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WRITERS' STUDIO

Need a place to write?

 

Don't want to spend a fortune for your literary sanctuary? Our writing studio is located in a beautiful, sky-lit space on our top floor. It provides the perfect setting for writing. Each writer has access to a desk, a personal locker, an up-to-date reference library, lounge area, comfortable chairs, electrical outlets for portable and laptop computers, WiFi internet, wireless printer access, and a kitchenette/refreshment room stocked with coffee, water and M&Ms.

 

Exclusive to The Center for Fiction, we offer our Writers' Studio members full access to our circulating collection of 85,000 titles–perfect for inspiration and research in any genre. Membership also includes discounts on writing classes, reading groups, events at the Center, and in our bookstore. You also have full access to our entire building, including our second-floor Reading Room.

 

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NEED INSPIRATION?

 

We know that the path to writing the next great American novel is a long one, and that everyone needs a little inspiration and help along the way. We hope some of these resources on our site will help you grapple with the craft and inspire you to keep writing!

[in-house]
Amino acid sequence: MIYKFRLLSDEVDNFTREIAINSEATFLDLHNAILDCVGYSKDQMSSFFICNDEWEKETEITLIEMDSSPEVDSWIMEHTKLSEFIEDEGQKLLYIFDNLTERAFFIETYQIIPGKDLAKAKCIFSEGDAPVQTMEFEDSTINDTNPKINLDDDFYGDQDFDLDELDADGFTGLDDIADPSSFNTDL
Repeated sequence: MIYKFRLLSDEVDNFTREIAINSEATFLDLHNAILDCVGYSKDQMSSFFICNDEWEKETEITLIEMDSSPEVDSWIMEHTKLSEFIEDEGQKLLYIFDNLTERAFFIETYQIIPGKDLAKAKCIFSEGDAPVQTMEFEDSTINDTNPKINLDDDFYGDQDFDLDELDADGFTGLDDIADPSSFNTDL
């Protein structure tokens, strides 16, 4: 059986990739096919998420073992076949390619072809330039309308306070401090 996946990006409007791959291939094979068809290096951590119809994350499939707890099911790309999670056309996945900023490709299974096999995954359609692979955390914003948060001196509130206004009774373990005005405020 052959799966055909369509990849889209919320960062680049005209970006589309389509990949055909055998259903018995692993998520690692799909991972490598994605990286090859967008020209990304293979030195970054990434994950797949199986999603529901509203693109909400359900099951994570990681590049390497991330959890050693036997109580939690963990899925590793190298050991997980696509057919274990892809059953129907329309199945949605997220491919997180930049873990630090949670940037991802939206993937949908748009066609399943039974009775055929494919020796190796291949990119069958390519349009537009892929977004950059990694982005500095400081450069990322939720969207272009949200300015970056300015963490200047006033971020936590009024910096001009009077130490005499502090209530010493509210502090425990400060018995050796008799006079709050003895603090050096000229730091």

Over at our Writers on Writing section, some of your favorite authors offer practical advice on craft.

 

Our Interview archives offer writers talking about their work (and their own struggles with writing!)  

 

Publishing professionals weigh in on the process over at The Book Business

 

The Model Short Story can act as your guide. Writers of all types introduce the stories that they think are exemplary of the form. 

 

Our Essential Books for Writers lists some of our favorite (off-line!) resources. 

 

And don't forget our archive of Audio & Video. Most of our events are available online for you to watch and learn from. 

 

Happy writing! 

ESSENTIAL READING
Family Histories
 
The line between fact and fiction is often blurry, but it can be even more complicated when family is involved. In this essay, award-winning author Roxana Robinson writes about the fascinating subject of her uncle, Dr. William Beecher Scoville, a neurosurgeon who inspired a character in her novel Cost. Scoville was also the subject of his grandson Luke Dittrich's recent nonfiction book, Patient H.M.: A Story of Memory, Madness, and Family Secrets. Robinson explores the concept of building character from reality for both fiction and nonfiction, and the hold that family has on our imagination. 

"Dr. Scoville is a part of our family history, but he’s also a part of medical history, and his story is compelling and in some ways terrifying. " READ 

The Book Drop: The Indefatigable Caroline Leavitt
by Jon Michaud

 

This month in The Book Drop our head librarian Jon Michaud, profiles New York Times bestselling author Caroline Leavitt (Pictures of You, Is This Tomorrow). Leavitt returns with her eleventh book, the hotly anticipated Cruel Beautiful World, about a teenage runaway in rural Pennsylvania during The Summer of Love. Michaud and Leavitt discuss the difficulties of writing, being a good literary citizen, and her inspiration for this latest book. READ